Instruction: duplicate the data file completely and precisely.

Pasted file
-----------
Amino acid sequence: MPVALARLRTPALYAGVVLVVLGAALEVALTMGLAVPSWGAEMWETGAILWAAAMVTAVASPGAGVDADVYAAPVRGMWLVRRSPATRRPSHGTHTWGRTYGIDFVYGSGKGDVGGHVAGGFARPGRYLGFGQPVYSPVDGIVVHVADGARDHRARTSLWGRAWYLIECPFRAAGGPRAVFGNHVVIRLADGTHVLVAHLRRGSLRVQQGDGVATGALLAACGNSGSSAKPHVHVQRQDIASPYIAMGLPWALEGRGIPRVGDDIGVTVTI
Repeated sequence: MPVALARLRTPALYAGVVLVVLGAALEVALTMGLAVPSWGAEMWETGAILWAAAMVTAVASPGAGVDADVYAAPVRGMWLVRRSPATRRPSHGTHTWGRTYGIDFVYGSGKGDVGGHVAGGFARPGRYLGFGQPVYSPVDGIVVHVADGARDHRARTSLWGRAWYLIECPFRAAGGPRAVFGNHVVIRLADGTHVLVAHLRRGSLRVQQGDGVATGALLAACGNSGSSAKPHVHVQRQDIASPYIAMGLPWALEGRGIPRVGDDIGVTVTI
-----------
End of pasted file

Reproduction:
Amino acid sequence: MPVALARLRTPALYAGVVLVVLGAALEVALTMGLAVPSWGAEMWETGAILWAAAMVTAVASPGAGVDADVYAAPVRGMWLVRRSPATRRPSHGTHTWGRTYGIDFVYGSGKGDVGGHVAGGFARPGRYLGFGQPVYSPVDGIVVHVADGARDHRARTSLWGRAWYLIECPFRAAGGPRAVFGNHVVIRLADGTHVLVAHLRRGSLRVQQGDGVATGALLAACGNSGSSAKPHVHVQRQDIASPYIAMGLPWALEGRGIPRVGDDIGVTVTI
Repeated sequence: MPVALARLRTPALYAGVVLVVLGAALEVALTMGLAVPSWGAEMWETGAILWAAAMVTAVASPGAGVDADVYAAPVRGMWLVRRSPATRRPSHGTHTWGRTYGIDFVYGSGKGDVGGHVAGGFARPGRYLGFGQPVYSPVDGIVVHVADGARDHRARTSLWGRAWYLIECPFRAAGGPRAVFGNHVVIRLADGTHVLVAHLRRGSLRVQQGDGVATGALLAACGNSGSSAKPHVHVQRQDIASPYIAMGLPWALEGRGIPRVGDDIGVTVTI